Treasury Takes Hard Line with OTC Derivatives Bill

By Emily Flitter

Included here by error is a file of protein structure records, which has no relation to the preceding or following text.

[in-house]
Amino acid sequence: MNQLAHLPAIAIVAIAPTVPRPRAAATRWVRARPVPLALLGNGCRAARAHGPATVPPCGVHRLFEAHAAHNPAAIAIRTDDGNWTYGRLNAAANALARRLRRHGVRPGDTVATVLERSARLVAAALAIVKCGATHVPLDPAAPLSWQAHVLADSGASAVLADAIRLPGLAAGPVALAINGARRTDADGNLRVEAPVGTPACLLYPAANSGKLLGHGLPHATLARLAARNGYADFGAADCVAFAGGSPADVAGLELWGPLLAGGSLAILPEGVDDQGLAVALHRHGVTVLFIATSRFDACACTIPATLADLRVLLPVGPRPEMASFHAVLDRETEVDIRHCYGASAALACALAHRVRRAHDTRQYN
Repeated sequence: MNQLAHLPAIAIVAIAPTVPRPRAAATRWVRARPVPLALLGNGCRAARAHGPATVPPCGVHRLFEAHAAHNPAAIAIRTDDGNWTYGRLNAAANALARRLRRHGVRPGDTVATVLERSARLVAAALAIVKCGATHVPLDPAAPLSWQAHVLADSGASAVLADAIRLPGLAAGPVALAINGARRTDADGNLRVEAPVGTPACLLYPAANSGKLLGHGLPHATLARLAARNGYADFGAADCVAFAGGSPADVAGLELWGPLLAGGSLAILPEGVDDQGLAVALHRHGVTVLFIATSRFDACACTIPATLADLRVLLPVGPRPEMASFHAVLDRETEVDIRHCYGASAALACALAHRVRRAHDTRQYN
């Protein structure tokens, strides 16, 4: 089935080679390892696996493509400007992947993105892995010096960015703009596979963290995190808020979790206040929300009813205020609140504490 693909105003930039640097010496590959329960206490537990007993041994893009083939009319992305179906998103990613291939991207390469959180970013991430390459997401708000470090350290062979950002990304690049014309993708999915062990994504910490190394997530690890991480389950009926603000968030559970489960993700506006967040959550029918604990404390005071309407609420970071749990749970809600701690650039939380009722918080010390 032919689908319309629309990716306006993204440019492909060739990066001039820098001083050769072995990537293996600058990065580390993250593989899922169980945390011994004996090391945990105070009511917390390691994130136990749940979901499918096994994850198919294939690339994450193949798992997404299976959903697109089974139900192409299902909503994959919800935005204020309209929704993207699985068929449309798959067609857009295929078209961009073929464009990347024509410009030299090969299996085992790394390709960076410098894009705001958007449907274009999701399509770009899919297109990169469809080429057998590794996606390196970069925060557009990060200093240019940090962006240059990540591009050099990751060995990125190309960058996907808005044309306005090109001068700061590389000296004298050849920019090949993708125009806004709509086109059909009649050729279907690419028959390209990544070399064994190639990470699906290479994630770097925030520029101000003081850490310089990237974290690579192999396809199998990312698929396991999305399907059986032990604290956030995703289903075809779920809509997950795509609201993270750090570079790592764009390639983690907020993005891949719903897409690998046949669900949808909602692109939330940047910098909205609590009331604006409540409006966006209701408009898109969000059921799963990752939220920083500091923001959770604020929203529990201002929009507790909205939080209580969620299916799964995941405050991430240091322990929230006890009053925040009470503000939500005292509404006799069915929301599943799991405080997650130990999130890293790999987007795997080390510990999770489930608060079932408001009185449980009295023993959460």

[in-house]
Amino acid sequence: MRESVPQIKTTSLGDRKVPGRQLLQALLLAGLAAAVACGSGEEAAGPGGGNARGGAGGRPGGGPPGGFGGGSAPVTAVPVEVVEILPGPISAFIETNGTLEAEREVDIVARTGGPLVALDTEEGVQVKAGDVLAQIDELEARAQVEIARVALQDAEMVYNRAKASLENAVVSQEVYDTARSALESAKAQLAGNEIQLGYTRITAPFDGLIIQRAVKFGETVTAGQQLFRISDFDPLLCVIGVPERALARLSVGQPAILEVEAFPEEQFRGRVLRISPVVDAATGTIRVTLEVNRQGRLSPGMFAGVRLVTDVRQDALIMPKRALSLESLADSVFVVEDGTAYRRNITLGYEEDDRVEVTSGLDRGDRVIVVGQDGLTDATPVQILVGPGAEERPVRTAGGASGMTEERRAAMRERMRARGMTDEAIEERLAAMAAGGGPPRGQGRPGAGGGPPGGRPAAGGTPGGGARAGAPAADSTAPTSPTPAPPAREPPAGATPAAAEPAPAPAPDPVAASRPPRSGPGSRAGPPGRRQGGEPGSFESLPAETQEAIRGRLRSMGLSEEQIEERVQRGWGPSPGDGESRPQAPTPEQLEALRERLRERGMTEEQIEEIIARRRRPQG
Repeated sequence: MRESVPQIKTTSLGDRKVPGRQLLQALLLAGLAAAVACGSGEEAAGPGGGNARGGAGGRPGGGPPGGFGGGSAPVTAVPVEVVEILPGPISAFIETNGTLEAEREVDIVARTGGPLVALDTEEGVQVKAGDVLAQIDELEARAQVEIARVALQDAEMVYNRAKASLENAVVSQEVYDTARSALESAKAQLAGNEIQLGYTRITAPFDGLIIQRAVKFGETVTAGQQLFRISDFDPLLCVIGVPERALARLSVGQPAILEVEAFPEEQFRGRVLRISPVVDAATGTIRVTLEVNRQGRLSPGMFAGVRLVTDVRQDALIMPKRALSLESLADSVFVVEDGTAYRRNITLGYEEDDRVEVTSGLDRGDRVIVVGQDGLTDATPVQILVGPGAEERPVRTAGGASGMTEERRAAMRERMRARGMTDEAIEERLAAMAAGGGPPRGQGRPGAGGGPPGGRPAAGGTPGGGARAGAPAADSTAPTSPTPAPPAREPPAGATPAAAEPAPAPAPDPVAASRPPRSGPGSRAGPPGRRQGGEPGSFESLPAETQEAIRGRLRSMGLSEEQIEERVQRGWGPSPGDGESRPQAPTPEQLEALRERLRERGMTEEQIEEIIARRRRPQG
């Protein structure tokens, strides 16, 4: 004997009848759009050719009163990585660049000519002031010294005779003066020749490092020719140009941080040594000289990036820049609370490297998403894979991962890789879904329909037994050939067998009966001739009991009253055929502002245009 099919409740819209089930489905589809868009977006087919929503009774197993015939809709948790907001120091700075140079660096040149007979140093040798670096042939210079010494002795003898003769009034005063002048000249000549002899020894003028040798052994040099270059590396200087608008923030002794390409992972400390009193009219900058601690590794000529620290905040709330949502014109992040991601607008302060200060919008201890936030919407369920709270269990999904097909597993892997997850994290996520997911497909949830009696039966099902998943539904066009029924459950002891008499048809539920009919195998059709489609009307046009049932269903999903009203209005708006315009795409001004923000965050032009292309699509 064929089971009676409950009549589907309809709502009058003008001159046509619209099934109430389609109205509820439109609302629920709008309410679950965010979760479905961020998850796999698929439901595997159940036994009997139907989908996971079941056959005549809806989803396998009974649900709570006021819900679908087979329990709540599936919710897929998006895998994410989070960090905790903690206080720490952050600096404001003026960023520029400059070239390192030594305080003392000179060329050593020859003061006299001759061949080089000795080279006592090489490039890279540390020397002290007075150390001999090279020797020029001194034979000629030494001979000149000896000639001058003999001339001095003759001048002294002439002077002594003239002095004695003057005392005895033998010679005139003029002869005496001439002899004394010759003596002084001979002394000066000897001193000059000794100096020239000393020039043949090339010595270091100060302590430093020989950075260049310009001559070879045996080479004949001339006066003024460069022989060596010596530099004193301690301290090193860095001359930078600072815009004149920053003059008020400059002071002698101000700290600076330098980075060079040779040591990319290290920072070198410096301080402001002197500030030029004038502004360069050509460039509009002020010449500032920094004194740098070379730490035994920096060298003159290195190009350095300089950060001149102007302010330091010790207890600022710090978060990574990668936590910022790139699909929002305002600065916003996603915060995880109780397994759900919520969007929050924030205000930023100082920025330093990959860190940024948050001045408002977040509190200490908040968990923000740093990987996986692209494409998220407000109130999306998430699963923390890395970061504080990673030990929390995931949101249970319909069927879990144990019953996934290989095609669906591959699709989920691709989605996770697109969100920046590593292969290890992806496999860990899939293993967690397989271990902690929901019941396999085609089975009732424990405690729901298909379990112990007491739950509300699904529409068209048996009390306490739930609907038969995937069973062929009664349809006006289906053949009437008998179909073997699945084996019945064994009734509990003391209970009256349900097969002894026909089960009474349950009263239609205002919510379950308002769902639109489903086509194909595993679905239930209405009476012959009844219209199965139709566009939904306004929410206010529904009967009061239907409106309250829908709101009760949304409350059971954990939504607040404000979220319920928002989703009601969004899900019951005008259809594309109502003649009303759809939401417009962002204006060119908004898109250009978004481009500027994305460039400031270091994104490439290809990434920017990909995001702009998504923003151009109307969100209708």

It was no secret that the Obama administration was gunning for strict regulation of the previously unbridled over-the-counter derivatives markets. But bankers were still caught off guard by the apparent severity of the 115 pages of legislation the Treasury Department released this month. The Treasury’s bill is stricter than the rules under discussion by the House. In addition, bankers and other market participants will have less room to combat the proposal as regulators, lawmakers and the administration maintain a more unified stance on derivatives regulation than on any other area of financial regulatory restructuring. The bill “would significantly change the derivatives market, principally for dealers,” said Karen Shaw Petrou, a managing partner at Federal Financial Analytics Inc. “It’s certainly a far-reaching legislative proposal that, because, I think, of the detail and the sophistication of the drafting, will have a lot of impact on the debate going forward.” The section of the plan that concerns them most is the proposed margin and collateral requirements for OTC counterparties. Under the bill, regulators could impose stringent requirements on both parties to trades still carried out over the counter.

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